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Javascript Program For Finding Intersection Of Two Sorted Linked Lists

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  • Last Updated : 15 Dec, 2021
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Given two lists sorted in increasing order, create and return a new list representing the intersection of the two lists. The new list should be made with its own memory — the original lists should not be changed. 

Example: 

Input: 
First linked list: 1->2->3->4->6
Second linked list be 2->4->6->8, 
Output: 2->4->6.
The elements 2, 4, 6 are common in 
both the list so they appear in the 
intersection list. 

Input: 
First linked list: 1->2->3->4->5
Second linked list be 2->3->4, 
Output: 2->3->4
The elements 2, 3, 4 are common in 
both the list so they appear in the 
intersection list.

Method: Using Dummy Node. 
Approach: 
The idea is to use a temporary dummy node at the start of the result list. The pointer tail always points to the last node in the result list, so new nodes can be added easily. The dummy node initially gives the tail a memory space to point to. This dummy node is efficient, since it is only temporary, and it is allocated in the stack. The loop proceeds, removing one node from either ‘a’ or ‘b’ and adding it to the tail. When the given lists are traversed the result is in dummy. next, as the values are allocated from next node of the dummy. If both the elements are equal then remove both and insert the element to the tail. Else remove the smaller element among both the lists. 

Below is the implementation of the above approach:

Javascript




// Javascript program to implement 
// the above approach
<script>
  
// Head nodes for pointing to
// 1st and 2nd linked lists
var a = null, b = null;
  
// Dummy node for storing intersection
var dummy = null;
  
// Tail node for keeping track of
// last node so that it makes easy 
// for insertion
var tail = null;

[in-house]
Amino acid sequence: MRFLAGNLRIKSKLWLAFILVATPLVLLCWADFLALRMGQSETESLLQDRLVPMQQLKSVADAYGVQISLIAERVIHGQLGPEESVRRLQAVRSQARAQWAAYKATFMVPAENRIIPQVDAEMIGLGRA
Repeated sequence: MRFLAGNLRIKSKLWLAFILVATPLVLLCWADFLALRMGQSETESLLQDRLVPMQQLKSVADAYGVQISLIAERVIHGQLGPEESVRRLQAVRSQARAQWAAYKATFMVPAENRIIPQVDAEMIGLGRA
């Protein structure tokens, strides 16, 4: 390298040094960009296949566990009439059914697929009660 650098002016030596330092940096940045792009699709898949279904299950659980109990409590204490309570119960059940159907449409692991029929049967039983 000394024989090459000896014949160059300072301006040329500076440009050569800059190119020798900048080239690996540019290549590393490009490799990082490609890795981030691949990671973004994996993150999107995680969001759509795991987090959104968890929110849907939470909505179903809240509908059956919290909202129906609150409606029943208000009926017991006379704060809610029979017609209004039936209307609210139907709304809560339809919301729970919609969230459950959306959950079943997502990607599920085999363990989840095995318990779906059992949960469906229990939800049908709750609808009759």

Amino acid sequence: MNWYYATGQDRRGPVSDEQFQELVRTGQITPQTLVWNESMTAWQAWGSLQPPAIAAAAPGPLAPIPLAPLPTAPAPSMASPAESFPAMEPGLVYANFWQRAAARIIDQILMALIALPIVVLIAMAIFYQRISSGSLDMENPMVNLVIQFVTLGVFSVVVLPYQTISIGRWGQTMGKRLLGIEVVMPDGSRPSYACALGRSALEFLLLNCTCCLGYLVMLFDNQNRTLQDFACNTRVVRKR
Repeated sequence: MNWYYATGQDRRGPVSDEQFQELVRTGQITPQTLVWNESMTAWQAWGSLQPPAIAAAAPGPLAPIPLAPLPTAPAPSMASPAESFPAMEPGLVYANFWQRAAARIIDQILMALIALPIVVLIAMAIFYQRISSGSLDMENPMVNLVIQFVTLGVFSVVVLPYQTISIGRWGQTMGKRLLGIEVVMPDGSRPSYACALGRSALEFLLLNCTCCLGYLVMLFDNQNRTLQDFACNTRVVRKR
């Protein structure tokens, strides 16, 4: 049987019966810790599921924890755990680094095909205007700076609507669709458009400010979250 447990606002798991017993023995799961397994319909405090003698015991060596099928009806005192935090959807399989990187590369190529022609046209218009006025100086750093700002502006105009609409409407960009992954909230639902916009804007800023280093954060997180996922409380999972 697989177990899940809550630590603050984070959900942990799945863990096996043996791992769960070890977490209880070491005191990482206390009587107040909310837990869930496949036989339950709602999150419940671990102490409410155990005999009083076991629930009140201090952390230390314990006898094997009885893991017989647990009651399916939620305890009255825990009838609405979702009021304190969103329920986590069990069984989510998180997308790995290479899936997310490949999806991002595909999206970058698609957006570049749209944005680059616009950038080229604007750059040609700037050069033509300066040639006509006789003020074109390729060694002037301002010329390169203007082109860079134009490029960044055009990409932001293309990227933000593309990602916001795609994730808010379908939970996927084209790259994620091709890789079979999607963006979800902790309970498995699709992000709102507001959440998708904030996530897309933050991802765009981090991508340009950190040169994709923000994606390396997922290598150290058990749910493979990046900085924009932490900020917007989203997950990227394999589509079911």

// class - Node
class Node 
{
    constructor(val) 
    {
        this.data = val;
        this.next = null;
    }
}
       
// Function for printing the list
function printList(start) 
{
    var p = start;
    while (p != null
    {
        document.write(p.data + " ");
        p = p.next;
    }
    document.write();
}
  
// Inserting elements into list
function push(data) 
{
    var temp = new Node(data);
    if (dummy == null
    {
        dummy = temp;
        tail = temp;
    
    else 
    {
        tail.next = temp;
        tail = temp;
    }
}
  
// Function for finding intersection 
// and adding it to dummy list
function sortedIntersect() 
{
    // pointers for iterating
    var p = a, q = b;
    while (p != null && q != null
    {
        if (p.data == q.data) 
        {
            // Add to dummy list
            push(p.data);
            p = p.next;
            q = q.next;
        
        else if (p.data < q.data)
            p = p.next;
        else
            q = q.next;
    }
}
  
// Driver code
      
// Creating first linked list
a = new Node(1);
a.next = new Node(2);
a.next.next = new Node(3);
a.next.next.next = new Node(4);
a.next.next.next.next = new Node(6);
  
// Creating second linked list
b = new Node(2);
b.next = new Node(4);
b.next.next = new Node(6);
b.next.next.next = new Node(8);
  
// Function call for intersection
sortedIntersect();
  
// Print required intersection
document.write(
         "Linked list containing common items of a & b<br/>");
printList(dummy);
// This code is contributed by todaysgaurav 
</script>


Output:

Linked list containing common items of a & b 
2 4 6 

Complexity Analysis: 

  • Time Complexity: O(m+n) where m and n are number of nodes in first and second linked lists respectively. 
    Only one traversal of the lists are needed.
  • Auxiliary Space: O(min(m, n)). 
    The output list can store at most min(m,n) nodes .

Please refer complete article on Intersection of two Sorted Linked Lists for more details!


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